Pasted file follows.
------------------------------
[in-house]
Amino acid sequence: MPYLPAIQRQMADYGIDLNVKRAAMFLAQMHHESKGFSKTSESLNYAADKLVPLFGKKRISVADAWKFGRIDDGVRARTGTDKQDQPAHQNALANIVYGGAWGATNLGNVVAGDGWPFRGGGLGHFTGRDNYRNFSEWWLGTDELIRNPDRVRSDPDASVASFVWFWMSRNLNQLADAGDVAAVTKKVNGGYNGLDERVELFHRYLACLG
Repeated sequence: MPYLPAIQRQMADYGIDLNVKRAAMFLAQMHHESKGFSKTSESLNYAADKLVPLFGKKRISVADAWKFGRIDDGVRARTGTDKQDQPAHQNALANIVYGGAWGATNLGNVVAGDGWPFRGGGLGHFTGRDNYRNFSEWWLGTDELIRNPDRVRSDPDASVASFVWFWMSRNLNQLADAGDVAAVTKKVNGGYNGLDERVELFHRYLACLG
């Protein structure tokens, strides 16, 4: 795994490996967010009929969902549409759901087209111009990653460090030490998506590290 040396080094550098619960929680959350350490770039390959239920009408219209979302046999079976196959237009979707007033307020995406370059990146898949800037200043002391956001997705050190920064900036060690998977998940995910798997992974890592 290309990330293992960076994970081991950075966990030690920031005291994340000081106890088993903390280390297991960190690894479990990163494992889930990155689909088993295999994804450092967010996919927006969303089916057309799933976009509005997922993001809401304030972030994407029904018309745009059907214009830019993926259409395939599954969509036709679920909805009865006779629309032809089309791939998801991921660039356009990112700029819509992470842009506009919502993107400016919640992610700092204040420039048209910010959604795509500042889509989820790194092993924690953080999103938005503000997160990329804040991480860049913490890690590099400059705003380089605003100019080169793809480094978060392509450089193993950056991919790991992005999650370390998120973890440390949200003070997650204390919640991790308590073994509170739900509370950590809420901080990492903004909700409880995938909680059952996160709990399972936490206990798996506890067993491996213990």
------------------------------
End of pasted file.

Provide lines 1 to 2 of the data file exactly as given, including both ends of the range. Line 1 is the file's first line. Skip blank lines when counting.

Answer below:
[in-house]
Amino acid sequence: MPYLPAIQRQMADYGIDLNVKRAAMFLAQMHHESKGFSKTSESLNYAADKLVPLFGKKRISVADAWKFGRIDDGVRARTGTDKQDQPAHQNALANIVYGGAWGATNLGNVVAGDGWPFRGGGLGHFTGRDNYRNFSEWWLGTDELIRNPDRVRSDPDASVASFVWFWMSRNLNQLADAGDVAAVTKKVNGGYNGLDERVELFHRYLACLG